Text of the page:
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Nuclear Cardiology

A nuclear perfusion scan is ordered to look at how blood is flowing to your heart muscle.  Two sets (rest and stress) of pictures are taken on 2 separate days.  For the first part (rest part) of the test, a nuclear medicine technologist will take pictures of your heart in a resting state.

For the second part of the test (stress part), pictures of the heart will be taken when it is working hard. This is usually accomplished by having you exercise on a treadmill.  If you are unable to exercise for any reason, you will be given a medication (dipyridamole or dobutamine) to make your heart work hard instead.

A stress technologist or physician will explain the risks and benefits of the stress test and will ask you to sign a consent form.  Your skin will be prepared and electrodes will be placed on your chest.  These electrodes are attached to a heart monitor will allow us to watch your heart rate and rhythm during the test.  If you can exercise, you will be asked to walk on a treadmill.  The test will start slowly and gradually.  The speed and incline will increase gradually.  You will be encouraged to exercise for as long as possible.  Your heart rate and blood pressure will be monitored throughout the test.

For both parts of the test, a nuclear medicine technologist will inject a small amount of radioactive medication (called radiotracer) into a vein in your arm.  This medication contains a small amount of radioactivity which is not harmful.  The radiotracer will travel to your heart muscle.  You will be asked to lie very still on the examining table while a special nuclear camera (called a gamma camera) takes pictures of your heart.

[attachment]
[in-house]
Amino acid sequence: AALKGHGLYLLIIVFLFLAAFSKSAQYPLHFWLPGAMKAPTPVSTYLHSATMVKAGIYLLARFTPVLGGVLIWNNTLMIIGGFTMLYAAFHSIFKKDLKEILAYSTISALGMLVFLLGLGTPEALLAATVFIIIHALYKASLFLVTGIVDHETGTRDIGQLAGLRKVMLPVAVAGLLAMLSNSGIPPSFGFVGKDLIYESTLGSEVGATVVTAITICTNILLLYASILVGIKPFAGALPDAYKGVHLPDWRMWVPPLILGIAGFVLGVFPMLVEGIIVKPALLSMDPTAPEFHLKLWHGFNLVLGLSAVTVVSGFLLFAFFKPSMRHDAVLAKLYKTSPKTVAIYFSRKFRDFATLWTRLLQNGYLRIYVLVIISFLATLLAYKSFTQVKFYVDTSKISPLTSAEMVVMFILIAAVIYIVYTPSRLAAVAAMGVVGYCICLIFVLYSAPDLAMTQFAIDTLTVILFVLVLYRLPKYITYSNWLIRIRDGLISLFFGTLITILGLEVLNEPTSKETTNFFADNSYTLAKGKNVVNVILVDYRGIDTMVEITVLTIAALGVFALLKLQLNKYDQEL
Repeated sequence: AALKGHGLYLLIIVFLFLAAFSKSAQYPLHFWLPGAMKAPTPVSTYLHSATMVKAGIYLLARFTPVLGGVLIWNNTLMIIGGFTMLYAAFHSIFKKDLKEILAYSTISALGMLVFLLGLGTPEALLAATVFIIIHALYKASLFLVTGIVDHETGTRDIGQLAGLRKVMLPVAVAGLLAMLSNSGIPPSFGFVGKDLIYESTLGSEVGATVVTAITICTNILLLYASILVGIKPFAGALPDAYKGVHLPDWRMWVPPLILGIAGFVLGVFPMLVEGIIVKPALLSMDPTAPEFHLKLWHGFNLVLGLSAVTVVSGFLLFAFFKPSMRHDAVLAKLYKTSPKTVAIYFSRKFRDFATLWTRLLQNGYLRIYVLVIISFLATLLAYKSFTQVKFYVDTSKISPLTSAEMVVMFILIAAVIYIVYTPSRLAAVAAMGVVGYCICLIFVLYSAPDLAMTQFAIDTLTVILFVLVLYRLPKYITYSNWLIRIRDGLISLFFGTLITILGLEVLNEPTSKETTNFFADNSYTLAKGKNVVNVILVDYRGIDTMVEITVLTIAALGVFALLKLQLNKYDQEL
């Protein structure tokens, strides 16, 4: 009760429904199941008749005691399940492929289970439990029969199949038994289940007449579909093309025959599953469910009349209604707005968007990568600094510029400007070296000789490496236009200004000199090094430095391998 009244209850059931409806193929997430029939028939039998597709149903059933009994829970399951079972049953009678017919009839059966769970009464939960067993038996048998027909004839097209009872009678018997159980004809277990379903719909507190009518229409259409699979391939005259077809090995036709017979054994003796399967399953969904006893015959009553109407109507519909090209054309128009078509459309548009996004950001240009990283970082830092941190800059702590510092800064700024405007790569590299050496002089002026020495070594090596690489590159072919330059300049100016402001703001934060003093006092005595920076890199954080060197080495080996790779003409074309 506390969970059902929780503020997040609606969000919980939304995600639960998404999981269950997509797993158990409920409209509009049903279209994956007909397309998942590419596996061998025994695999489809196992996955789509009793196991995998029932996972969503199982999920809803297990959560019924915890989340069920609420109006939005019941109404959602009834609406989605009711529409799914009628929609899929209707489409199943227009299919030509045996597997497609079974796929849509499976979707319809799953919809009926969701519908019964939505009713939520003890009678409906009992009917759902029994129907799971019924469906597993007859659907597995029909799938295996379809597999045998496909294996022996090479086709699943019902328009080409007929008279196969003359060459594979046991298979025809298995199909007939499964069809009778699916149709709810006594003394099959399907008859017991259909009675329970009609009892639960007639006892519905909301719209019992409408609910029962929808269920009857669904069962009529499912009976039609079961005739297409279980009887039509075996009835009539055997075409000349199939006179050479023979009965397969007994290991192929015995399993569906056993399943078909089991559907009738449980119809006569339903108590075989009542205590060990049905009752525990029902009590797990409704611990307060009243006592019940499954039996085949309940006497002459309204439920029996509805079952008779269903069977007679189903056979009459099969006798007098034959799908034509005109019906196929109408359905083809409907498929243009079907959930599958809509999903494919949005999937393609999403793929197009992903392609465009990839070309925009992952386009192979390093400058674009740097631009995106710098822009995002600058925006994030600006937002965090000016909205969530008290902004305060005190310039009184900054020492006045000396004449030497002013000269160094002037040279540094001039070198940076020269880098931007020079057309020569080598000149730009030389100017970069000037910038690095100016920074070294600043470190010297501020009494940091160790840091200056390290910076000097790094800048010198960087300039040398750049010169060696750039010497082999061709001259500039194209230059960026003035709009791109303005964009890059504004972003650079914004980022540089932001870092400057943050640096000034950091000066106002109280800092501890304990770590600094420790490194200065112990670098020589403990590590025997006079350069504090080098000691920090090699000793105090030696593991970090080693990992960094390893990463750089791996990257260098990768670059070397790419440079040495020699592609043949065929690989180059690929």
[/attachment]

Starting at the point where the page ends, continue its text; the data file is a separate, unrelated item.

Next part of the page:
Preparation for the test

  1. Do not eat, drink, or smoke for 4 hours before the test.
  2. No caffeine/caffeine products 24 hours before the test (eg: coffee, tea, chocolate, coca cola etc)
  3. Do not take the following medications for 48 hours before your test: beta blockers, nitrates, and non-dihydropyridine calcium channel blockers.  Please check with your doctor.
  4. Bring a list of your current medications.
  5. Wear comfortable clothing and running shoes if you are doing an exercise nuclear test.
  6. Present yourself at the Nuclear Medicine Department, main floor.

Last updated on: January 6th, 2017